For aspiring musicians, dynamic microphones are generally a better purchase since they tend to be more rugged. They also have a wider frequency range so you can capture a broader range of sound.

Dynamic microphones such as Shure SM58 are versatile enough to be used for everything from guitar to vocalsand are a must by for any studio.

5. A Digital Audio Workstation

Technically, I can’t call it a gadget since it isn’t physical. Yet, a music studio won’t even be functional without it.

I’m talking about digital audio workstations (DAWs), of course.

A digital audio workstation is a piece of software that allows you to manipulate and create music. DAWs come in a variety of flavors, from free and open-source tools such as LMMS.io to expensive, professional software such as Ableton.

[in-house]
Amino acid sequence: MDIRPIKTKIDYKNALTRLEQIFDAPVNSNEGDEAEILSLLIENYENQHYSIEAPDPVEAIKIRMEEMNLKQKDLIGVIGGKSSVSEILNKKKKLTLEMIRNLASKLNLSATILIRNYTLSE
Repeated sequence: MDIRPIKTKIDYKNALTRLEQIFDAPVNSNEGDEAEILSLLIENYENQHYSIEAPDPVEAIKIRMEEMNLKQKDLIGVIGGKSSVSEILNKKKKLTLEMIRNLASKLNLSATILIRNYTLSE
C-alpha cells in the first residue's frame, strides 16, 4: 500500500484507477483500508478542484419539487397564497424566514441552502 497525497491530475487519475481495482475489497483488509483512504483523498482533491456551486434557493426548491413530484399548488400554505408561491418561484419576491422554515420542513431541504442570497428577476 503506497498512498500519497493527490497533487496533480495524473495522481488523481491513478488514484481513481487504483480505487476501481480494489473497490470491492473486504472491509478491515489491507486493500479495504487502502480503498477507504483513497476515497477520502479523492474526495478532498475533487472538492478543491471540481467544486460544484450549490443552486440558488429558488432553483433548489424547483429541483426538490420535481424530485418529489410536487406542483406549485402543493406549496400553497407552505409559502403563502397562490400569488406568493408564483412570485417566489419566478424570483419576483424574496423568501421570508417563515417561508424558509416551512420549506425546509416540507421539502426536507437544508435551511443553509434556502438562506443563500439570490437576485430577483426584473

A DAW essentially acts as an interface for different digital instruments. You can add these instruments through plugins and use them to create music. Some DAWs come with built-in instruments as well (such as the ‘Operator’ synth in Ableton).

The good news is that plugins formats are standardized. This means that a plugin that works with Ableton will also work with Logic Pro and FL Studio. Thus, you can freely choose your DAW without worrying whether it will be compatible with your favorite software synthesizer or digital drum machine.

Some of the most popular DAWs are:

  • Ableton Live
  • FL Studio
  • Apple Logic Pro
  • Apple Garageband
  • Propellerhead Reason
  • Cakewalk Sonar

Most serious musicians use either Ableton Live or Logic Pro, though you can try a cheaper tool when you’re starting out.

Creating music is one of the most rewarding things you’ll ever do. Luckily for you, it is possible to start making music today without any prior training or investing in expensive instruments. The five gadgets I’ve listed above are all it takes to kickstart your musical journey and start belting out chart-topping hits!